Teed Off: What’s Best Use for Seattle’s Public Golf Courses?


A recently released city study and comments from Seattle Mayor Jenny Durkan have stirred up a conversation about whether our public golf courses should be eliminated.

The City of Seattle Parks Department commissioned Seattle-based Lund Consulting to prepare a strategic business plan to guide the future of Seattle’s public golf courses. Justifying the report, Mayor Durkan said, “It would be a breach of our duty to the people of Seattle not to be really looking at what is best use of those golf courses, from everything to continuing as golf courses, to finding a way to use part of them as parks, to use part of them for affordable housing.”

What followed was an intense debate between those who believe that park land devoted to golf courses should be used for other purposes to benefit the public and those who believe the golf courses already serve a public purpose.

The first group is best referred to as urbanists. While urbanists argue for greater urban density to address critical issues like climate change and traffic congestion, the second group, here called park advocates, argues for preserving a sense of neighborhood communities; their critics call them NIMBYs, their supporters refer to them as park and community advocates.

One urbanist approach is presented by Nolan Gray in CityLab in an article Dead Golf Courses Are the New NIMBY Battlefield.  Since golf’s popularity is waning, he asks, why not develop their vast amounts of underutilized land? He notes that “in a Kansas City suburb, one golf course is set to be converted into an industrial park. On another golf course in suburban Jacksonville, plans are underway for a mixed-use retail, office, and hotel development.”

Another writer, Mike Eliason, in his Urbanist article Unlike Seattle, Golf Really Is Dying, focuses specifically how golf is dying in Seattle. He notes that “golf green fees are falling like a rock, 16% in just two years” from 2015 to 2017. But making statistical projections from just a couple of years is fool’s gold. Looking at those same two years, Seattle Times columnist Gene Balk writes in his piece, Bike Commuting is Down in Seattle, that the number of bike commuters who live in Seattle fell 26%, 16,000 to 12,000. Both downward trends were due to an excessive rainy 2017.

The park advocates’ position was probably best represented by a letter to the mayor by three former park superintendents, Kenneth Bounds, Holly Miller and David Towne, who made two suggestions. First the city should support municipal golf courses’ non-operating costs from general tax support if the golfing fees fall short. Second, the mayor should not propose converting park land to non-park uses since it would be inconsistent with Seattle’s livability goals, and such a move would discourage businesses and people to locate, live and work in Seattle.

Seattle Times columnist Danny Westneat in a column on Golf Courses vs Housing regarding I-42 pointed out, with the help of citizen activists like Joyce Moty, that the city has a law that does not allow taking park land and using it for other purposes, unless it is replaced with park land of similar quality and size. In other words, as attractive as building affordable housing would be on golf courses, the cost of obtaining the land, since it would have to be replaced by purchasing land elsewhere, would make it non-affordable. And the city does not currently own large parcels of land to give to the Parks Department without having to pay market value, as it would have to do with utility owned property.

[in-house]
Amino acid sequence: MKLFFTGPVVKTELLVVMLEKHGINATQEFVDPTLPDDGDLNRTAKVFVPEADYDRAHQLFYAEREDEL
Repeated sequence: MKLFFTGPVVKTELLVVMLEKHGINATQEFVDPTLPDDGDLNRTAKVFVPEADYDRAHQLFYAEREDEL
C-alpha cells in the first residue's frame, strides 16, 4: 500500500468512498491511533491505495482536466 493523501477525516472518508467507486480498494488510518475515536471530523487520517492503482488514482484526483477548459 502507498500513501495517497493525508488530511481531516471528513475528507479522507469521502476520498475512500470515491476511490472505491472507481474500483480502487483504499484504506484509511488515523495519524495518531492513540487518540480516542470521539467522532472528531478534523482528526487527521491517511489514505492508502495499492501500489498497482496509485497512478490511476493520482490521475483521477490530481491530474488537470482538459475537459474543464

I’m familiar with Initiative 42, which the council unanimously adopted as Ordinance 118477, the year before I got on the city council. As the parks committee chair during my first term, citizens often reminded me of how it applied to attempts to sell park land.

Although the council could overturn the initiative by a vote, that is not likely. The council unanimously adopted the initiative before it got on the ballot because they knew voters would pass it overwhelmingly. You could bet that if the council voted now to overturn I-42, the voters would release those councilmembers from their duties.

What caught my attention was that the Lund report only mentioned I-42 twice, and in a very inconsequential fashion: as part of park history and as a condition to take into account with regards to future changes. Neither citation was more than a line or two. I asked Kjris Lund, who wrote the report, why that was. She told me that the city directed the report’s focus to be on the economics of the golf courses. She would have gladly dived into how I-42 could be addressed, but that was never intended by the city to be the focus.

The Parks Department also did not raise I-42 as a significant issue after the report came out.  Lund did meet with city department staff when her final draft came out and  discussed the report’s major recommendations and findings. Again, I-42 did not play a significant role. Neither the Mayor nor her office staff met with Lund after the report was released, although that could still happen.

So how come affordable housing has been mentioned when it appears that it was not studied as a replacement for the golf courses? My guess is that the mayor suggested providing affordable housing within parks  as an idea rather than as a serious proposal. The media then picked it up and amplified the concern of  residents and park users. This approach does not lead to systemic changes. Rather, it makes a good point and stirs the pot, but doesn’t deliver a meal.

There is another report that is to be released analyzing the golf courses, but its scope is similar to the first one, in that it focuses on revenue not on public services that could be better provided. This is a blind spot that results from city leaders so focused on balancing a budget, that they forget that their other mission is to provide good public services. That is part of the problem with the urbanists’ perspective.